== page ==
On April 29, 2008, Court heard argument regarding the Motion for New Trial. In opening statement, Appellant emphasized the issue of specific intent and whether or not Appellant had intent to commit theft of the parties. (IV of V-735). Defense attorney noted that Appellant signed a note to Pete Moore Chevrolet, as well as a mortgage when he got behind on the payments, and that Pete Moore Chevrolet continued to provide vehicles to Mark Turner for him to sell. (IV of V-735). Pete Moore Chevrolet took his employees, his computers, his server, et cetera, and Appellant thought he had an agreement with Pete Moore Chevrolet. David Turner sued bank of Pensacola and Mark Turner. Mark Turner then sued David Turner and Pete Moore for taking his business. (IV of V-736). It was not until about two years after the civil suit was filed that Appellant was ever charged in the first information, and Pete Moore Chevrolet was not even listed as a victim at that time. (IV of V-738, V-740).  He was not listed as a victim until May 21st, 2007. (IV of V-740). Even though Appellant sued Pete Moore Chevrolet, Pete Moore never sued him back. (IV of V-743)The civil litigation had been going on long before the State brought charges against Appellant in which Pete Moore Chevrolet was named as a victim.   The civil suit was marked for identification. Although it wasn’t a matter of record during the trial, the State was well aware of the existence of these facts. (IV of V-740).  Therefore, Appellant argued, when the Prosecutor said, in his closing argument, that Pete Moore Chevrolet didn’t bring a civil suit because the State brought the civil charges, he knew that it was not true. Indeed, in the State’s first motion in limine, the State moved the Court to prohibit evidence that the victims, including Pete Moore Chevrolet, had not filed a criminal complaint. (IV of V-742).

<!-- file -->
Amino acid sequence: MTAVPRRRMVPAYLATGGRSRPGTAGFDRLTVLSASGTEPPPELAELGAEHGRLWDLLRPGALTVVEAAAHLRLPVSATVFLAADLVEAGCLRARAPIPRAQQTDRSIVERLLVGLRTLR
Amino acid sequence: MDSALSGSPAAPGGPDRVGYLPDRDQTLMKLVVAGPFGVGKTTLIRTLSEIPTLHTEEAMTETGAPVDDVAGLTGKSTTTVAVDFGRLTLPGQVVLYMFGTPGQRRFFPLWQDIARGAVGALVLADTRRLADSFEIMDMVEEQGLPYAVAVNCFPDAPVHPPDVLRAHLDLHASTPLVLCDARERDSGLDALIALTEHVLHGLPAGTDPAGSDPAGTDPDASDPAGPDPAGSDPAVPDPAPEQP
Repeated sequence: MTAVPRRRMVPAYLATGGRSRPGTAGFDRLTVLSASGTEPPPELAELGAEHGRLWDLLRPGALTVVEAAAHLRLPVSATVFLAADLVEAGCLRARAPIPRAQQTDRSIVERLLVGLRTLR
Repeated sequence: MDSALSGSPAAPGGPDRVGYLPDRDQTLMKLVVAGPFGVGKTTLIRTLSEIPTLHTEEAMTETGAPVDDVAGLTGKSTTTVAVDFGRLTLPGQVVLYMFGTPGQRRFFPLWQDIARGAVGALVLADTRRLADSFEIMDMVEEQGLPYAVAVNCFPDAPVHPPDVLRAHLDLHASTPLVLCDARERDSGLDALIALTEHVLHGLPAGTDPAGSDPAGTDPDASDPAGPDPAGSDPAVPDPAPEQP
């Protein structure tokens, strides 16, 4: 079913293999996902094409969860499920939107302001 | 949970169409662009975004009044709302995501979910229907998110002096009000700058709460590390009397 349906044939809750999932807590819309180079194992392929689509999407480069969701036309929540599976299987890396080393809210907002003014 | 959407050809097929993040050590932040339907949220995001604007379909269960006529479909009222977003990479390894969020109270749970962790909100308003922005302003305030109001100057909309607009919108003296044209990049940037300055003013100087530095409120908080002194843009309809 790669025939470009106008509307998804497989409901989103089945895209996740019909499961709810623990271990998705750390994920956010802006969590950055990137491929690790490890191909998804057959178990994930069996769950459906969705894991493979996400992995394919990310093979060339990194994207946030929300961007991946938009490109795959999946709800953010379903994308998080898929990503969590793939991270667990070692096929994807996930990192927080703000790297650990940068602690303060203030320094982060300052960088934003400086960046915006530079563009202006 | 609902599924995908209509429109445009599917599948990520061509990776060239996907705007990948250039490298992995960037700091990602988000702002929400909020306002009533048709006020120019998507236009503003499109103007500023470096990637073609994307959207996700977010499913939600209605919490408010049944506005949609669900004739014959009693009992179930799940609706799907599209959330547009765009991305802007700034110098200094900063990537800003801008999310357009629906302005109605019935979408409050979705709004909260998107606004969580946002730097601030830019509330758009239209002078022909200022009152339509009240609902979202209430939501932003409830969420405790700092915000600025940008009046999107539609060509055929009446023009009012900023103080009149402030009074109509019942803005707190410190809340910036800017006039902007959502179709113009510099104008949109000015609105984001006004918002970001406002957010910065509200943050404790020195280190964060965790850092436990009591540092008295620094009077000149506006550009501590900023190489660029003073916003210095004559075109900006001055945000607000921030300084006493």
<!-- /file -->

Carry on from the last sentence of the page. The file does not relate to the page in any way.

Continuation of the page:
Appellant also argued that it was error for the Court to admit evidence of uncharged wrongs and acts throughout the course of the trial, regarding sales tax and DMV violations that at one point became a feature of the trial. (IV of V-744).
The Court admitted that the Assistant State Attorney’s comment was prejudicial, but denied the motion for new trial. (IV of V-754, V of V-844).
Appellant filed, Memorandum of Law in Support of Downward Departure. (IV of V-728).